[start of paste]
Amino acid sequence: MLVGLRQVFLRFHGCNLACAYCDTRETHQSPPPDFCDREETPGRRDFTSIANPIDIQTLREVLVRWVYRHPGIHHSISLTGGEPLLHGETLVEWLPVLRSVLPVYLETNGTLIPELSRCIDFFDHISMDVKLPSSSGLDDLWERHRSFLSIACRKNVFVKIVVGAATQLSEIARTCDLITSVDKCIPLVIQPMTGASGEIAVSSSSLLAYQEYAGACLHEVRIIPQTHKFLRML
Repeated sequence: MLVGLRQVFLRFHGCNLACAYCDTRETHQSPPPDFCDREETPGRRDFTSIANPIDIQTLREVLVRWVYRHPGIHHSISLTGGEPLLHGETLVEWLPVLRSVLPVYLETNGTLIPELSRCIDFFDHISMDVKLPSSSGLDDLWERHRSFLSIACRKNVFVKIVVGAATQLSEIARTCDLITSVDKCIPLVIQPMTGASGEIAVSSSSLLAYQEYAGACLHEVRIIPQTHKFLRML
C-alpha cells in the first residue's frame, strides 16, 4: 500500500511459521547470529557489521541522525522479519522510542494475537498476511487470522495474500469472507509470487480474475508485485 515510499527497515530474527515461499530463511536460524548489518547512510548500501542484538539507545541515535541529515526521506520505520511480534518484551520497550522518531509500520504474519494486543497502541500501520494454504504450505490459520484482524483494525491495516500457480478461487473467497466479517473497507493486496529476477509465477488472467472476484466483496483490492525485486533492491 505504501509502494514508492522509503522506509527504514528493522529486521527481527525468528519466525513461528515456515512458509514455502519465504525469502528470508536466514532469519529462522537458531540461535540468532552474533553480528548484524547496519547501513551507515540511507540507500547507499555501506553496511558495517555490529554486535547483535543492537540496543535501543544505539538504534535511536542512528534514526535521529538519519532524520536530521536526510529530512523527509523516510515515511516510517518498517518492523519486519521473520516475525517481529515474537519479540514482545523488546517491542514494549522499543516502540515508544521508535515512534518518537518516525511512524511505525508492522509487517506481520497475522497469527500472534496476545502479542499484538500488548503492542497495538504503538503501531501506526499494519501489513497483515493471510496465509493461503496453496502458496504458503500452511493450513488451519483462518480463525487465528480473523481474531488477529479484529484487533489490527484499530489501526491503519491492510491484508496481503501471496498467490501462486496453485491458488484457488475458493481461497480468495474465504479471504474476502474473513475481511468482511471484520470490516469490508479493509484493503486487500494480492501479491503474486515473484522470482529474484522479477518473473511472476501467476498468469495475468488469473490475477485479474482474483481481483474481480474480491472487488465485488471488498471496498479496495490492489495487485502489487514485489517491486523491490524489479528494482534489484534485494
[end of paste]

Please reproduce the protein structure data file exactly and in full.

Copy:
Amino acid sequence: MLVGLRQVFLRFHGCNLACAYCDTRETHQSPPPDFCDREETPGRRDFTSIANPIDIQTLREVLVRWVYRHPGIHHSISLTGGEPLLHGETLVEWLPVLRSVLPVYLETNGTLIPELSRCIDFFDHISMDVKLPSSSGLDDLWERHRSFLSIACRKNVFVKIVVGAATQLSEIARTCDLITSVDKCIPLVIQPMTGASGEIAVSSSSLLAYQEYAGACLHEVRIIPQTHKFLRML
Repeated sequence: MLVGLRQVFLRFHGCNLACAYCDTRETHQSPPPDFCDREETPGRRDFTSIANPIDIQTLREVLVRWVYRHPGIHHSISLTGGEPLLHGETLVEWLPVLRSVLPVYLETNGTLIPELSRCIDFFDHISMDVKLPSSSGLDDLWERHRSFLSIACRKNVFVKIVVGAATQLSEIARTCDLITSVDKCIPLVIQPMTGASGEIAVSSSSLLAYQEYAGACLHEVRIIPQTHKFLRML
C-alpha cells in the first residue's frame, strides 16, 4: 500500500511459521547470529557489521541522525522479519522510542494475537498476511487470522495474500469472507509470487480474475508485485 515510499527497515530474527515461499530463511536460524548489518547512510548500501542484538539507545541515535541529515526521506520505520511480534518484551520497550522518531509500520504474519494486543497502541500501520494454504504450505490459520484482524483494525491495516500457480478461487473467497466479517473497507493486496529476477509465477488472467472476484466483496483490492525485486533492491 505504501509502494514508492522509503522506509527504514528493522529486521527481527525468528519466525513461528515456515512458509514455502519465504525469502528470508536466514532469519529462522537458531540461535540468532552474533553480528548484524547496519547501513551507515540511507540507500547507499555501506553496511558495517555490529554486535547483535543492537540496543535501543544505539538504534535511536542512528534514526535521529538519519532524520536530521536526510529530512523527509523516510515515511516510517518498517518492523519486519521473520516475525517481529515474537519479540514482545523488546517491542514494549522499543516502540515508544521508535515512534518518537518516525511512524511505525508492522509487517506481520497475522497469527500472534496476545502479542499484538500488548503492542497495538504503538503501531501506526499494519501489513497483515493471510496465509493461503496453496502458496504458503500452511493450513488451519483462518480463525487465528480473523481474531488477529479484529484487533489490527484499530489501526491503519491492510491484508496481503501471496498467490501462486496453485491458488484457488475458493481461497480468495474465504479471504474476502474473513475481511468482511471484520470490516469490508479493509484493503486487500494480492501479491503474486515473484522470482529474484522479477518473473511472476501467476498468469495475468488469473490475477485479474482474483481481483474481480474480491472487488465485488471488498471496498479496495490492489495487485502489487514485489517491486523491490524489479528494482534489484534485494